Fast forward 14 years, and I’m finally crawling out of the mommy fog and reentering life again.  Things don’t look exactly the same, and I’m no longer chasing unrealistic dreams and expectations nor running away from demons on my shoulders.  Yes, I had my issues back then.  Anyway, in the past year, it has felt like I’m slowly getting my life back, and it feels good.  In so many ways, my music ministry and career look so much better than ever before.  Ironically, though, I don’t care as much about it; I can honestly take it or leave it.  Boy, is that ever freeing!

As I sang at and taught workshops at this children’s ministries conference in Jakarta with other speakers from Australia, Malaysia, Singapore, and other parts of the US, I noticed that many of us have children about the same ages as mine — preteen to young teens — which made me think that perhaps my parenting journey is not all that unique.  For a while — maybe 10, 12 years — we (especially moms) need to let go of our own selves and focus on raising our kids at home.  Ten years used to sound like a very long time for me back then, but now, in perspective, it is just a blink of an eye.  Then, just at the right time according to God’s infinite wisdom, we get back out there and continue with our lives and leave a lasting mark on humanity, both by raising children who are, hopefully, well-adjusted and contributors to society themselves, and also by doing whatever God made us to do here on earth.

So, if you are stuck in the mires of life that is raising young children and you feel like you will never wear dry clean-only clothes and/or high heels again, fear not!  You will get out there again, in due time.  And then you will realize how much more fulfilling life is and that you wouldn’t trade all the sleepless nights and poopy diapers for anything.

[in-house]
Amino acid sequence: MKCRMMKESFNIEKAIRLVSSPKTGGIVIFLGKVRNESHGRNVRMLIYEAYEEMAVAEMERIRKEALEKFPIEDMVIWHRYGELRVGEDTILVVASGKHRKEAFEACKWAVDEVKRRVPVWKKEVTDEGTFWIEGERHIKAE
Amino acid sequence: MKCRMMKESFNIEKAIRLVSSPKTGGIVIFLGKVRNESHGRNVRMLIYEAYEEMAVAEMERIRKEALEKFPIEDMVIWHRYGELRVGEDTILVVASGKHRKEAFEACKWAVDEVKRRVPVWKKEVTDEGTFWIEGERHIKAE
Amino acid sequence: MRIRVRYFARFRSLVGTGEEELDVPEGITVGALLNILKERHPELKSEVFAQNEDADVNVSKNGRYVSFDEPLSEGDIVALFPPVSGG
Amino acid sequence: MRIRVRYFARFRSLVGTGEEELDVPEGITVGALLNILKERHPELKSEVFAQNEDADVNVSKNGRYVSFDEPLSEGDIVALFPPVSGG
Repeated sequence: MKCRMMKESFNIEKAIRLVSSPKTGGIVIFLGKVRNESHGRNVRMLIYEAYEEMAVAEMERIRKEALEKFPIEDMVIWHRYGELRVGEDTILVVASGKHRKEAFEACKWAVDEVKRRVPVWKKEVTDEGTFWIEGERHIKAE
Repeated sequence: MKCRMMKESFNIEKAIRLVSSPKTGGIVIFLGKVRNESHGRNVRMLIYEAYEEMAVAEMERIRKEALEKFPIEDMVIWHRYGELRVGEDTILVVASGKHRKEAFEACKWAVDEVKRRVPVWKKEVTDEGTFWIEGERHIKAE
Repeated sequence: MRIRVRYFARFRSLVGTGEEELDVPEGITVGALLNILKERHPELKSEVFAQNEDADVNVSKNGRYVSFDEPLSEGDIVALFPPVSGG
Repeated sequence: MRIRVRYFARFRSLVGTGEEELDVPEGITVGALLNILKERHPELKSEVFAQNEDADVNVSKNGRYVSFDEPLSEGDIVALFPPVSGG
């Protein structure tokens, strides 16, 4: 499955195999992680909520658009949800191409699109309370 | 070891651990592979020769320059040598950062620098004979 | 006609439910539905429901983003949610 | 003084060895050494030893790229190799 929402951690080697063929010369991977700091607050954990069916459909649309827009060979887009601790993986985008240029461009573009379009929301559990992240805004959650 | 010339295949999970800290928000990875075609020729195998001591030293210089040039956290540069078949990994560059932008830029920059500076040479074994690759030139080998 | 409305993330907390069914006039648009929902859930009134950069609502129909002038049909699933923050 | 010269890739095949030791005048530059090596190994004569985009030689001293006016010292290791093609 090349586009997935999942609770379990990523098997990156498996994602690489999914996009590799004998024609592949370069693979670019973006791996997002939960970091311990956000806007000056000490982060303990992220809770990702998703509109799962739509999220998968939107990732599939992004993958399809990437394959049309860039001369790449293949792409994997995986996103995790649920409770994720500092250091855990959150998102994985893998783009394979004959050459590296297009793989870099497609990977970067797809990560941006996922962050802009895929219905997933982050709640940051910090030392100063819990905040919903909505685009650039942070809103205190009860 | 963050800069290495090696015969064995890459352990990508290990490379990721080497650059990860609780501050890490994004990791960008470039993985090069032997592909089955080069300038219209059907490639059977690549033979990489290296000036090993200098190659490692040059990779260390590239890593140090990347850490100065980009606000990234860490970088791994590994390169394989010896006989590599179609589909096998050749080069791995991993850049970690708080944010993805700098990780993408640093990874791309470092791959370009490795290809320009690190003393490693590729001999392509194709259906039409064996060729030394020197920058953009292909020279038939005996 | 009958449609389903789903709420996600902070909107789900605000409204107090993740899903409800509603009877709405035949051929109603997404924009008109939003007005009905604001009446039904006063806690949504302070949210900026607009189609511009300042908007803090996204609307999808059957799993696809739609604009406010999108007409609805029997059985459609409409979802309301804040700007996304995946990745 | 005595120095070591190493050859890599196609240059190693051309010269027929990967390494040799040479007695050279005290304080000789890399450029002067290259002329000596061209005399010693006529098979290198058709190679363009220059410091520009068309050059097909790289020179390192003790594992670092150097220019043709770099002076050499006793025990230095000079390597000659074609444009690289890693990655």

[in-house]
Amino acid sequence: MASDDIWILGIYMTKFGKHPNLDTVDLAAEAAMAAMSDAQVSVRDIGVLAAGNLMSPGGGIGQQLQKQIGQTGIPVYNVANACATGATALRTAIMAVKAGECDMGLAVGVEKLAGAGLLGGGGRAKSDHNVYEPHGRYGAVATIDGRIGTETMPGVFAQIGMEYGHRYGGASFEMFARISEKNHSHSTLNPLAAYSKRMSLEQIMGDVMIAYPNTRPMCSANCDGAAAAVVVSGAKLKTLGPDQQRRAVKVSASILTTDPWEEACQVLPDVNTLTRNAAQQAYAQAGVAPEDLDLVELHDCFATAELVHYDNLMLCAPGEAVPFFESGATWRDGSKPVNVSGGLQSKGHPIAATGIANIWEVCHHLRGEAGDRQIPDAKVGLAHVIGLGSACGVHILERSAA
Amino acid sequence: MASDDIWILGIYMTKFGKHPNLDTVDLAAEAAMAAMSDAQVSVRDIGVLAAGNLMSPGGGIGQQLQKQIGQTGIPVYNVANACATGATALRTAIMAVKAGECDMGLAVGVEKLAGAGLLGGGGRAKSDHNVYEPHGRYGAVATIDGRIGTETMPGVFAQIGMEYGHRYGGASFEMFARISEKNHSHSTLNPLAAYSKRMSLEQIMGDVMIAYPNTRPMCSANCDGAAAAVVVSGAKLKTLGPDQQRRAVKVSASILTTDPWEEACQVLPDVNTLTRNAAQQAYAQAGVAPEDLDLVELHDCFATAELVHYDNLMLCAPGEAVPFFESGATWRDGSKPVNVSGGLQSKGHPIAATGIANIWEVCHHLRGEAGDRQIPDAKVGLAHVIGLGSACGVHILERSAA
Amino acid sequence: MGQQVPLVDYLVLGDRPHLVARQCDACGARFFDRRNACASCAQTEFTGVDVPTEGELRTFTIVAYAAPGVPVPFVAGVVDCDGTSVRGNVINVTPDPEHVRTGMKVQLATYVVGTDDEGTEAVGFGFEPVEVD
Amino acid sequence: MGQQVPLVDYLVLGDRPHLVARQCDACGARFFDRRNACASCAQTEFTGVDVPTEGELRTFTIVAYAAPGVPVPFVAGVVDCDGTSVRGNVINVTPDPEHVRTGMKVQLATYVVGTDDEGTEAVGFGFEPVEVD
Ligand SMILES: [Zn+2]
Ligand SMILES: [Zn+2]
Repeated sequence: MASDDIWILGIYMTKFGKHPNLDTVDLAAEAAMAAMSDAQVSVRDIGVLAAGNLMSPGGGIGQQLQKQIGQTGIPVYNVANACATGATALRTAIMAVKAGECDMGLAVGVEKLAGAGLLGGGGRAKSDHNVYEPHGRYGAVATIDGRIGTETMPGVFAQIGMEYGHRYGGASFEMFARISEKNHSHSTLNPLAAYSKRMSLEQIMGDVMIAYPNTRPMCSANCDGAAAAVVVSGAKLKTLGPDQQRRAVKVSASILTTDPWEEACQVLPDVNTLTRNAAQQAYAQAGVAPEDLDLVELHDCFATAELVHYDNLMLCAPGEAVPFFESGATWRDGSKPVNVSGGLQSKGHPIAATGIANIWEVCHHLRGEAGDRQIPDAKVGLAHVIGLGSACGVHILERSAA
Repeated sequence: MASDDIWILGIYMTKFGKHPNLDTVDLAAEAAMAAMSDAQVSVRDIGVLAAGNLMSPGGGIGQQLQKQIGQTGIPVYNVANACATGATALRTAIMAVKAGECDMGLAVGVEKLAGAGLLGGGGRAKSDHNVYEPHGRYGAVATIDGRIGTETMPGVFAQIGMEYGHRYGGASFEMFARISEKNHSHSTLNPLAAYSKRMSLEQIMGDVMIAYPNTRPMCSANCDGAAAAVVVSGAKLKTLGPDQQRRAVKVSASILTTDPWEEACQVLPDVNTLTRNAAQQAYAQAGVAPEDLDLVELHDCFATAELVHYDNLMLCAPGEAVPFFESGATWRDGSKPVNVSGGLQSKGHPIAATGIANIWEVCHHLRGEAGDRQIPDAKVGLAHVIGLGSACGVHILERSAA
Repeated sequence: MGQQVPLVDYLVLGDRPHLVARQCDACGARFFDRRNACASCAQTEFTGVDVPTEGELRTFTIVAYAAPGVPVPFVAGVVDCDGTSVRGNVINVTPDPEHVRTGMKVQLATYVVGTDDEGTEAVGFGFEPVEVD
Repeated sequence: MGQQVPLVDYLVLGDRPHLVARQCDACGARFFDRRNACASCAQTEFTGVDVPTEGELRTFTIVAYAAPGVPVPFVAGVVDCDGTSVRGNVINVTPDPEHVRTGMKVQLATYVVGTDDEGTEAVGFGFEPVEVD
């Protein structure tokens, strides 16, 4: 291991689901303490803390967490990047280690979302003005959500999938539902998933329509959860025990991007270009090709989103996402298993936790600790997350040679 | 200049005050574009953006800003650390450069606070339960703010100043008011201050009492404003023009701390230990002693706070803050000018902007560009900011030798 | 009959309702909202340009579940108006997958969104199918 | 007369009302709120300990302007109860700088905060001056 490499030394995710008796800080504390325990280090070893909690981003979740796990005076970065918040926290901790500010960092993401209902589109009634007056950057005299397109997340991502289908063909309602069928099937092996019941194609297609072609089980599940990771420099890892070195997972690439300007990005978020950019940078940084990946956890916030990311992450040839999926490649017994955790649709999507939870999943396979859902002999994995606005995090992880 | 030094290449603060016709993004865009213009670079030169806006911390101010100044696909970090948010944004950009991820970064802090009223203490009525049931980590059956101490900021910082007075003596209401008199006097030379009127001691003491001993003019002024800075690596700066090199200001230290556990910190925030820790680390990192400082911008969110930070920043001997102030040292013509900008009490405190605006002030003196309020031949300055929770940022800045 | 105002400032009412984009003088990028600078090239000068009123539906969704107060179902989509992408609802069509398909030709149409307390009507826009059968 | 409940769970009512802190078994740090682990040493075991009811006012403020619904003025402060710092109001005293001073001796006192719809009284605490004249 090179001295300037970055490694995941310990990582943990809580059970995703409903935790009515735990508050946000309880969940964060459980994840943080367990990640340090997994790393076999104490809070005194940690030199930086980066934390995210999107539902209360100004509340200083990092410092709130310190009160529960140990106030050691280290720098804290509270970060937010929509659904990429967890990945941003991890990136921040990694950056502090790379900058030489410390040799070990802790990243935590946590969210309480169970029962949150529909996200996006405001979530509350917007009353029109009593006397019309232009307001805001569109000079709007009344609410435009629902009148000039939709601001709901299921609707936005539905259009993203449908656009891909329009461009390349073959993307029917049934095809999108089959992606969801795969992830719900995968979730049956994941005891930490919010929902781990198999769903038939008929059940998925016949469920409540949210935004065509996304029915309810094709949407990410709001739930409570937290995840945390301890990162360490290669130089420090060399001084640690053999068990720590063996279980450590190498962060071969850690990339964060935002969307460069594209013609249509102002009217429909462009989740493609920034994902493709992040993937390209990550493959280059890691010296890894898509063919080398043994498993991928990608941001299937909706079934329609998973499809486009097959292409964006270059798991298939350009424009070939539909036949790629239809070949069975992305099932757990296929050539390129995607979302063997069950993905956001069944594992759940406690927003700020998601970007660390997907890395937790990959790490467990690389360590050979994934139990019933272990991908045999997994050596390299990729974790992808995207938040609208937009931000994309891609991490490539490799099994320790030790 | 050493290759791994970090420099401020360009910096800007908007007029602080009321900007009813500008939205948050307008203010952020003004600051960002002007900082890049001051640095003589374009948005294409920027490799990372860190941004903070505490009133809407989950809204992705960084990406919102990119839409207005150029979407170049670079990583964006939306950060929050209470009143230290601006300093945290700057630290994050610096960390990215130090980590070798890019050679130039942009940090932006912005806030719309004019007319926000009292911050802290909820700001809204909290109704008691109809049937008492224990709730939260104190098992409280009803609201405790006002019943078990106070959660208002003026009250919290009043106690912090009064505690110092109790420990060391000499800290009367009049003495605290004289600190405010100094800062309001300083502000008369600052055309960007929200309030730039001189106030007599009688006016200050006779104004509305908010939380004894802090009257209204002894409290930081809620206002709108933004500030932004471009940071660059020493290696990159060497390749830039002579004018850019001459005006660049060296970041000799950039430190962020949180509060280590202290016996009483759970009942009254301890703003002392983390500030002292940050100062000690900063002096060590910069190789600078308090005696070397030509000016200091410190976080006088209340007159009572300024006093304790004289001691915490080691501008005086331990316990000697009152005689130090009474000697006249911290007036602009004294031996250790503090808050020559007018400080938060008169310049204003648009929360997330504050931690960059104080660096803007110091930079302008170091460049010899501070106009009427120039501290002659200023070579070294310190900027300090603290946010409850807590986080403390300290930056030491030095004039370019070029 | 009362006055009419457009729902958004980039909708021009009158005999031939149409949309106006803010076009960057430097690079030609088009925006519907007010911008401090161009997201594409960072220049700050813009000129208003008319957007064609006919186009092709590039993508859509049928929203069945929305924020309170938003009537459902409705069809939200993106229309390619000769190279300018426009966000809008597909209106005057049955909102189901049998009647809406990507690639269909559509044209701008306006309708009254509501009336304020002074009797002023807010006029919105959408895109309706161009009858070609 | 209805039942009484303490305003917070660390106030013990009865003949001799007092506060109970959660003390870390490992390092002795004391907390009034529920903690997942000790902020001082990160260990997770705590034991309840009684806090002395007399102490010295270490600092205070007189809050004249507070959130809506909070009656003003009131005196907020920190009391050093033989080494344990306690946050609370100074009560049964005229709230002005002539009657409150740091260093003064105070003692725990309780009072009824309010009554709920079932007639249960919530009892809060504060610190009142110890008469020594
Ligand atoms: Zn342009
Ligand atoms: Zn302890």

No, I wouldn’t trade my life as a mommy for anything.  Would you?

Singing at New Hope Yokohama. Some of the young parents there told me they heard me long time ago when they were kids. Oh boy, I've been at this a long time!

Asian Pride and Our Heavenly Citizenship

Meg and her friends from camp last week

“Do you like being an Asian, Meg?” I asked my preteen daughter as we enjoyed Japanese-style hot pot dish shabu shabu at a hip restaurant in town. All of the workers are Asian — Chinese, Korean, Vietnamese, or some sort of a mix — although they probably all primarily speak English. More importantly, they are attractive young men and women wearing stylish jeans and t-shirts with the restaurant’s equally stylish logo. The decor is decidedly Euro-modern sleek, and so is the background music.

Meg replied with complete certitude, “Oh yeah,” as if to say, “Why, everyone knows that it’s really cool to be Asian these days!”

What a difference one generation makes.

When I was Meg’s age, I was not exactly proud of my ethnic heritage. I spent many hours in front of the mirror wishing that my eyes were bigger and rounder, my nose pointier, my legs longer, and my skin whiter. Basically, I wished that I had been my best friend in 6th grade, Judy — a gorgeous California blond. She was tall, beautiful, athletic, and popular. She had equally athletic and attractive parents and brothers, and they had fun conversations in English at her home which was bright and cheery, a gathering place for all the kids in the neighborhood. Even their golden retrievers were beautiful.

I spent a lot of time at Judy’s home after school and only went home, reluctantly, when it was time for dinner — rice, soy sauce, fish and vegetables. We were scolded if we didn’t speak in Japanese at home. Parental respect was in high order, and we had to take off our dirty shoes at the front door. We rarely had friends over.